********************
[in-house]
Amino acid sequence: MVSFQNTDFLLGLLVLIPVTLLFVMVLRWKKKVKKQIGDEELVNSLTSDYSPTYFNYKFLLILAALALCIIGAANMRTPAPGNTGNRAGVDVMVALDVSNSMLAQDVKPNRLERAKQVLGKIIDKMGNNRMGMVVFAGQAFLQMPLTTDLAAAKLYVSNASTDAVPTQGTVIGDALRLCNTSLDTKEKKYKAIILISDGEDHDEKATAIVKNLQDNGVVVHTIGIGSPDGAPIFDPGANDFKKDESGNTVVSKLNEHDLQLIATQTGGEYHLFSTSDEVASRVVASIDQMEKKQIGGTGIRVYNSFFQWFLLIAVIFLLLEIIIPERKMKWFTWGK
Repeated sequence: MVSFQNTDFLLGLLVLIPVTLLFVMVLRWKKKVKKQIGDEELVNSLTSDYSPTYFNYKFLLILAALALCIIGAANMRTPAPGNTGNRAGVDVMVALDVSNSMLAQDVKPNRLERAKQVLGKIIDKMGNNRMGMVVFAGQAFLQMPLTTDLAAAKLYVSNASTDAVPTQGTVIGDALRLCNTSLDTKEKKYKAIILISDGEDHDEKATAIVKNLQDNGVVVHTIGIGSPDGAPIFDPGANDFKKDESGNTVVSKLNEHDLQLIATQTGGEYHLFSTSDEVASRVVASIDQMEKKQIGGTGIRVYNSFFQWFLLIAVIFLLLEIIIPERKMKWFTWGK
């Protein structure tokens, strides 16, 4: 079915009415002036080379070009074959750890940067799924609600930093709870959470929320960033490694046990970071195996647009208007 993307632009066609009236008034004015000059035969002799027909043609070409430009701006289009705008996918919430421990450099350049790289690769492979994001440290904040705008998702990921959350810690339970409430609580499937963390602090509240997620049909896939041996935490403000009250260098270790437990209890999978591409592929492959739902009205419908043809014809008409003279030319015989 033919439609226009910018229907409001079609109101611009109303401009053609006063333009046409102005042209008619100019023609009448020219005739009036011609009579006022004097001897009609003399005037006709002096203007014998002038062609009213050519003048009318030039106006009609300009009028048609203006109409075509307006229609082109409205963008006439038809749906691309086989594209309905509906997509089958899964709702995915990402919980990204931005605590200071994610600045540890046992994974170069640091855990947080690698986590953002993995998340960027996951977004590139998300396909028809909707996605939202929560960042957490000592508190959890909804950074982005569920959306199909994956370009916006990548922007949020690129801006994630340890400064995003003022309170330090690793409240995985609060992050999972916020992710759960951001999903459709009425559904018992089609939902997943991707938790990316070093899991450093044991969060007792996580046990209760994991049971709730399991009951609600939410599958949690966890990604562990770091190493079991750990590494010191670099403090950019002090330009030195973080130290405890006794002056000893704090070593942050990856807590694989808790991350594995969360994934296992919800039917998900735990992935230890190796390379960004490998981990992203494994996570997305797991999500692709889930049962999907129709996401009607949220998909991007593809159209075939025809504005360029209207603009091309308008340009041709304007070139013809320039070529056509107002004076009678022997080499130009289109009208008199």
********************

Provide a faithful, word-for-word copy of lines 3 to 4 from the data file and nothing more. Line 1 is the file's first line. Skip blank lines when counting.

Repeated sequence: MVSFQNTDFLLGLLVLIPVTLLFVMVLRWKKKVKKQIGDEELVNSLTSDYSPTYFNYKFLLILAALALCIIGAANMRTPAPGNTGNRAGVDVMVALDVSNSMLAQDVKPNRLERAKQVLGKIIDKMGNNRMGMVVFAGQAFLQMPLTTDLAAAKLYVSNASTDAVPTQGTVIGDALRLCNTSLDTKEKKYKAIILISDGEDHDEKATAIVKNLQDNGVVVHTIGIGSPDGAPIFDPGANDFKKDESGNTVVSKLNEHDLQLIATQTGGEYHLFSTSDEVASRVVASIDQMEKKQIGGTGIRVYNSFFQWFLLIAVIFLLLEIIIPERKMKWFTWGK
């Protein structure tokens, strides 16, 4: 079915009415002036080379070009074959750890940067799924609600930093709870959470929320960033490694046990970071195996647009208007 993307632009066609009236008034004015000059035969002799027909043609070409430009701006289009705008996918919430421990450099350049790289690769492979994001440290904040705008998702990921959350810690339970409430609580499937963390602090509240997620049909896939041996935490403000009250260098270790437990209890999978591409592929492959739902009205419908043809014809008409003279030319015989 033919439609226009910018229907409001079609109101611009109303401009053609006063333009046409102005042209008619100019023609009448020219005739009036011609009579006022004097001897009609003399005037006709002096203007014998002038062609009213050519003048009318030039106006009609300009009028048609203006109409075509307006229609082109409205963008006439038809749906691309086989594209309905509906997509089958899964709702995915990402919980990204931005605590200071994610600045540890046992994974170069640091855990947080690698986590953002993995998340960027996951977004590139998300396909028809909707996605939202929560960042957490000592508190959890909804950074982005569920959306199909994956370009916006990548922007949020690129801006994630340890400064995003003022309170330090690793409240995985609060992050999972916020992710759960951001999903459709009425559904018992089609939902997943991707938790990316070093899991450093044991969060007792996580046990209760994991049971709730399991009951609600939410599958949690966890990604562990770091190493079991750990590494010191670099403090950019002090330009030195973080130290405890006794002056000893704090070593942050990856807590694989808790991350594995969360994934296992919800039917998900735990992935230890190796390379960004490998981990992203494994996570997305797991999500692709889930049962999907129709996401009607949220998909991007593809159209075939025809504005360029209207603009091309308008340009041709304007070139013809320039070529056509107002004076009678022997080499130009289109009208008199």